5. Tony Dismukes

    Tony Dismukes MT Moderator Staff Member

    Joined:
    Nov 11, 2005
    Messages:
    5,770
    Likes Received:
    4,275
    Trophy Points:
    448
    Location:
    Lexington, KY
    You can certainly have an opinion or draw some conclusions on a topic based just on second-hand sources. It's just a good idea to keep those conclusions tentative and express those opinions with humility, since you may be missing important perspective which you might have gained through more first hand experience. I'd say this is particularly true in the martial arts since, as you pointed out earlier, there is a difference between academic knowledge and physical experience of an art.
     
    • Agree Agree x 1
  6. Hanzou

    Hanzou Grandmaster

    Joined:
    Sep 29, 2013
    Messages:
    5,928
    Likes Received:
    868
    Trophy Points:
    263
    It's worth mentioning that I do have experience training with Ninjutsu. I took a few introductory lessons, and I've trained with a few black belts (albeit that's not saying much since they pass black belts out like candy).

    All of this started because I disagreed with the notion that Ninjutsu would be a good art to cross train for a Bjj practitioner. I never said that Ninjutsu was "bad", I was simply saying that Ninjutsu itself tends to not be compatible with the goals of your typical Bjj practitioner. That video of Hatsumi fumbling through ground fighting should be proof enough of what I'm talking about.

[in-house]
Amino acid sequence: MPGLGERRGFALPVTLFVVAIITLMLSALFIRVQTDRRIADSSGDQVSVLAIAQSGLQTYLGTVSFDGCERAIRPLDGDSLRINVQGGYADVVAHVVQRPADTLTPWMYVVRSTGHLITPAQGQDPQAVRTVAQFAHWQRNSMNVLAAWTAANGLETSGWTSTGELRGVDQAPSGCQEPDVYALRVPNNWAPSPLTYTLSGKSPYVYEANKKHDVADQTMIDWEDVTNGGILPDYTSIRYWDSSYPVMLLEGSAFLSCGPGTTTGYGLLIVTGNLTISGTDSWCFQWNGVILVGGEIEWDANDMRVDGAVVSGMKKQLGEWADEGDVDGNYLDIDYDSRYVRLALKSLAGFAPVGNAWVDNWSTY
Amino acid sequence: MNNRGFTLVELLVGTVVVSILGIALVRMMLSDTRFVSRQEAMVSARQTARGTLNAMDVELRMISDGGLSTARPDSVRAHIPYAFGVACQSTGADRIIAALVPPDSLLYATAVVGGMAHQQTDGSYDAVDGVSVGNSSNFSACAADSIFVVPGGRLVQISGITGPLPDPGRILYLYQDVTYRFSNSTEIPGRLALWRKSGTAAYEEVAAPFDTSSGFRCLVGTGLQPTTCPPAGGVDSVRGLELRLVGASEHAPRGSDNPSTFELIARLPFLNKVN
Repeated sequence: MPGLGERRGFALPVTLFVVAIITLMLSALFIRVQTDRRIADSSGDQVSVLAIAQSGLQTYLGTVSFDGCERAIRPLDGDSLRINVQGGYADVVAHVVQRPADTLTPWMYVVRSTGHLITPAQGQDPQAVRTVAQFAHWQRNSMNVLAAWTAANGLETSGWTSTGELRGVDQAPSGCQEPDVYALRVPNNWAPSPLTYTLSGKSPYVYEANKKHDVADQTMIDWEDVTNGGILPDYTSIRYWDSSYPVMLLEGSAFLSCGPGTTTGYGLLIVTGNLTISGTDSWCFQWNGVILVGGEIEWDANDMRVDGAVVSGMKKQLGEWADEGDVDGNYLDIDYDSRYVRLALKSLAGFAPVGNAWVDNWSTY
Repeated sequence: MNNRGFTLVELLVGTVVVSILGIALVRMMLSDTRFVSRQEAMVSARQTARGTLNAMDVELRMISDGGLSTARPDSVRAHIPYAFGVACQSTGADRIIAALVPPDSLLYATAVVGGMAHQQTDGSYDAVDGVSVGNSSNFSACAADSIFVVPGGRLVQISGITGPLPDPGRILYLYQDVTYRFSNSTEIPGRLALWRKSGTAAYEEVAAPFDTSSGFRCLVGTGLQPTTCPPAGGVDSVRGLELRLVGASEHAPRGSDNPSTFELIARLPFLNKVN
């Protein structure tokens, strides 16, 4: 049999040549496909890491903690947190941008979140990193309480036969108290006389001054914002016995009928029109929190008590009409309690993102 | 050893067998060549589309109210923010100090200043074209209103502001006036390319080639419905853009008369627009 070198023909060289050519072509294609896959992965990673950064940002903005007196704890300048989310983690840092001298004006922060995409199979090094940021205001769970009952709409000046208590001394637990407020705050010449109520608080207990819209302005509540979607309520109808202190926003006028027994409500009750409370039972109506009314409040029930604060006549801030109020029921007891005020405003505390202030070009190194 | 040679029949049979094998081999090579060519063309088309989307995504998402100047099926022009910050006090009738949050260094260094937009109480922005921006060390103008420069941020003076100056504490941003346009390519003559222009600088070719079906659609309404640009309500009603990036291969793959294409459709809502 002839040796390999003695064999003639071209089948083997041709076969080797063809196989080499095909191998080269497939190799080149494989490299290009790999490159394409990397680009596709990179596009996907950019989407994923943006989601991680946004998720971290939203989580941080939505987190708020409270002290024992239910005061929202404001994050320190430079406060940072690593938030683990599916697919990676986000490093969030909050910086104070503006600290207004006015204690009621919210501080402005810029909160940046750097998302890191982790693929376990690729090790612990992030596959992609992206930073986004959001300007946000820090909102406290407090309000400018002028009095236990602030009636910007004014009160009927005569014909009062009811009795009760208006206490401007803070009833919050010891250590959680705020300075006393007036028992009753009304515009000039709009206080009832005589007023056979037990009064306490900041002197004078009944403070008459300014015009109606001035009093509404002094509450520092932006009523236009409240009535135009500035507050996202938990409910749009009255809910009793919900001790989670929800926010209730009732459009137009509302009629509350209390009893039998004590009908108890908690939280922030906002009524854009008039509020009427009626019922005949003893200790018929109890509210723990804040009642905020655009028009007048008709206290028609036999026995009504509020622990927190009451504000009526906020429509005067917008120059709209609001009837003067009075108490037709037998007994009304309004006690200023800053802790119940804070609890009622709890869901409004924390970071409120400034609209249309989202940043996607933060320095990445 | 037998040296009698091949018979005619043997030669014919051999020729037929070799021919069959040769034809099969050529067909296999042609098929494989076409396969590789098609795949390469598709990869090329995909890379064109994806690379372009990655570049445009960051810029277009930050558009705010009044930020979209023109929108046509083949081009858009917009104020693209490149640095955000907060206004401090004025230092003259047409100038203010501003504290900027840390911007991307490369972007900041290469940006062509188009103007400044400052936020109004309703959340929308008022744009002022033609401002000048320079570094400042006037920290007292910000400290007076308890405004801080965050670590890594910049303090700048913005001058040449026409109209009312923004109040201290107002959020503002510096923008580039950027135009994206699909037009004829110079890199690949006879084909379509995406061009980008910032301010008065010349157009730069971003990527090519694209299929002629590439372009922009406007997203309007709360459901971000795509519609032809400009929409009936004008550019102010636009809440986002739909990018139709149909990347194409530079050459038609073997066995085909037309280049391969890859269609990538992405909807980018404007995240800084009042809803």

7. gpseymour

    gpseymour MT Moderator Staff Member

    • Supporting Member
    Joined:
    Mar 27, 2012
    Messages:
    25,282
    Likes Received:
    7,393
    Trophy Points:
    448
    Location:
    Hendersonville, NC
    I agree heartily with the sentiment, Brian. Some of my best learning has come from attending other schools, going to seminars, etc. Heck, some of my most important learning about my primary art happened during seminars and training in other arts/styles. Sometimes an instructor simply tells me something I should have heard from my primary instructor years ago. Usually, I realize he had been saying it for years, and I just hadn't understood him. It sounds absolutist, but I'd be hard pressed not to say that a lack of cross-training is a lack of complete training. My experience shouts that cross-training is almost necessary for complete learning.
     
    • Like Like x 1
    • Agree Agree x 1
  8. gpseymour

    gpseymour MT Moderator Staff Member

    • Supporting Member
    Joined:
    Mar 27, 2012
    Messages:
    25,282
    Likes Received:
    7,393
    Trophy Points:
    448
    Location:
    Hendersonville, NC